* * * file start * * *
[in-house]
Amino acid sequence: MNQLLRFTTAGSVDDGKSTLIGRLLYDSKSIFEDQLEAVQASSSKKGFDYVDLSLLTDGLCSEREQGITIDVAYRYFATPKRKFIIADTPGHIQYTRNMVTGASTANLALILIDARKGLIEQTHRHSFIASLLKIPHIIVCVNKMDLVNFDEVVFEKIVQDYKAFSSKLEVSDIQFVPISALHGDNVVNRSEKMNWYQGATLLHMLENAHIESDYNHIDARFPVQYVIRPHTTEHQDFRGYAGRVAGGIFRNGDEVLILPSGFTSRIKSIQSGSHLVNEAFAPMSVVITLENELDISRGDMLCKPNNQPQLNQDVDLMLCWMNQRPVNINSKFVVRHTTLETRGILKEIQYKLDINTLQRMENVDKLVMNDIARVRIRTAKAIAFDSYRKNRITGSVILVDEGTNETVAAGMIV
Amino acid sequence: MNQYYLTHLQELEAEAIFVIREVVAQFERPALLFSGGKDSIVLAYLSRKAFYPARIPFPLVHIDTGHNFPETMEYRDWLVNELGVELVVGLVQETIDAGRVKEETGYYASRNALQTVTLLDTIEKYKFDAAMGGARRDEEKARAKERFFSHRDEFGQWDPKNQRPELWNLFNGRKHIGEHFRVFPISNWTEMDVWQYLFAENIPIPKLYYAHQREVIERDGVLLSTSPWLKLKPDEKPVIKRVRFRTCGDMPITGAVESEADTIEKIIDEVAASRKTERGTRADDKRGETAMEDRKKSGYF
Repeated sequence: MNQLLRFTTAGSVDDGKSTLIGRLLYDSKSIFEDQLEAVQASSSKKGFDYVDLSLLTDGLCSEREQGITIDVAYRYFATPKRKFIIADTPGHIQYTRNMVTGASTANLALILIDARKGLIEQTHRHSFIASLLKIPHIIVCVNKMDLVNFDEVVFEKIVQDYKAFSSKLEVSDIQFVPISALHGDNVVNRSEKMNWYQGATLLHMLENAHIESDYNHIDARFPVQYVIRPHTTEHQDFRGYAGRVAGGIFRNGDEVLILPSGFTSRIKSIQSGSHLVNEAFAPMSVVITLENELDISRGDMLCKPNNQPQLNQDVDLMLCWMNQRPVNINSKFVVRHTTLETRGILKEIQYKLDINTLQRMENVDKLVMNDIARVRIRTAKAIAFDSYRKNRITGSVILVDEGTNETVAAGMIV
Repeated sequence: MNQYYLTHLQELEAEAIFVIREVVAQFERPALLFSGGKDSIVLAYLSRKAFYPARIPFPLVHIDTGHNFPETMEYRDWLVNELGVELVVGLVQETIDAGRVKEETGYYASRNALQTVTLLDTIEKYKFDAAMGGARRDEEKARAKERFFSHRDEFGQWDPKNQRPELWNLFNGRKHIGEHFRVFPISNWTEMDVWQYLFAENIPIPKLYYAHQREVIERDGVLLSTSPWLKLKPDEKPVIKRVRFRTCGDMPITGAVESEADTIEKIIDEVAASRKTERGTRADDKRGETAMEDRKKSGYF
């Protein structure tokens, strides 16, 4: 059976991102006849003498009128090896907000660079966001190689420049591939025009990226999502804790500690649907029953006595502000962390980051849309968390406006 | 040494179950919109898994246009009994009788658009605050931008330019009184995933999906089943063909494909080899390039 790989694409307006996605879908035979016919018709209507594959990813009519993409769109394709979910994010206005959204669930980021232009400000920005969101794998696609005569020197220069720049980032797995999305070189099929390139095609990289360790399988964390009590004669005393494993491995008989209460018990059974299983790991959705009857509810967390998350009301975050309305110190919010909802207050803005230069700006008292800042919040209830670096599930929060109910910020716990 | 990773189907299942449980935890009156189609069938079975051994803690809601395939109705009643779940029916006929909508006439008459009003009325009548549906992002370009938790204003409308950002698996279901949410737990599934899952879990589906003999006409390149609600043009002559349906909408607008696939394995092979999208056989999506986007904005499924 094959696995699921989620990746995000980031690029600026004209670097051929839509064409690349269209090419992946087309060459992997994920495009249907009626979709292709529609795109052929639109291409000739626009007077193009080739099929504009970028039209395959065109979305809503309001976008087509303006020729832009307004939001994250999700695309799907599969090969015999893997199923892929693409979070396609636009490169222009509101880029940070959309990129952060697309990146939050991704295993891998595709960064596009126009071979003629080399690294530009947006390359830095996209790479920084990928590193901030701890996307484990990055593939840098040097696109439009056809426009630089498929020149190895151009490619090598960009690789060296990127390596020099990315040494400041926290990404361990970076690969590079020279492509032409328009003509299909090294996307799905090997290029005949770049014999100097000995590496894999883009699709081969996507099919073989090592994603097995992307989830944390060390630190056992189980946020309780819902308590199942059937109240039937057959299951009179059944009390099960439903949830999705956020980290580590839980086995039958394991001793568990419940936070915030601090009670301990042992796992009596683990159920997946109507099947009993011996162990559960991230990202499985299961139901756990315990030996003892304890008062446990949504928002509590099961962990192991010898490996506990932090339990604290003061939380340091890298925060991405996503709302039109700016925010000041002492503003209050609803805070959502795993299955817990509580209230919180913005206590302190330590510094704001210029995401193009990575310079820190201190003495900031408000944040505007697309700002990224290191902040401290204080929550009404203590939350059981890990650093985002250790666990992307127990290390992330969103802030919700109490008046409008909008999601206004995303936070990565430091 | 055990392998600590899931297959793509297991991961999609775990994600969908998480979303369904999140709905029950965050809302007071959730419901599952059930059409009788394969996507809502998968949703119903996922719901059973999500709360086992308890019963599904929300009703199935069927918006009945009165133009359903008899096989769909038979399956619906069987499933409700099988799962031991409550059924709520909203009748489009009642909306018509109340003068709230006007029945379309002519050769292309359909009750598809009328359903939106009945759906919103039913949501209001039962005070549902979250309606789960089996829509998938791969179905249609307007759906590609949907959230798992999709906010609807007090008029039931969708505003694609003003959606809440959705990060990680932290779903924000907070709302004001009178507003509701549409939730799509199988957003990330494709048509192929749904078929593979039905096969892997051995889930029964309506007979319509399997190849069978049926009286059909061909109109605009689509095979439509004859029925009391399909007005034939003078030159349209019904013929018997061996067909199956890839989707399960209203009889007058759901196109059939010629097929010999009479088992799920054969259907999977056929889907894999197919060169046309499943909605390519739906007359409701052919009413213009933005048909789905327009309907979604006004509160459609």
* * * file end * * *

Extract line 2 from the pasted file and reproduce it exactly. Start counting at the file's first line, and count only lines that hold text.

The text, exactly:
Amino acid sequence: MNQLLRFTTAGSVDDGKSTLIGRLLYDSKSIFEDQLEAVQASSSKKGFDYVDLSLLTDGLCSEREQGITIDVAYRYFATPKRKFIIADTPGHIQYTRNMVTGASTANLALILIDARKGLIEQTHRHSFIASLLKIPHIIVCVNKMDLVNFDEVVFEKIVQDYKAFSSKLEVSDIQFVPISALHGDNVVNRSEKMNWYQGATLLHMLENAHIESDYNHIDARFPVQYVIRPHTTEHQDFRGYAGRVAGGIFRNGDEVLILPSGFTSRIKSIQSGSHLVNEAFAPMSVVITLENELDISRGDMLCKPNNQPQLNQDVDLMLCWMNQRPVNINSKFVVRHTTLETRGILKEIQYKLDINTLQRMENVDKLVMNDIARVRIRTAKAIAFDSYRKNRITGSVILVDEGTNETVAAGMIV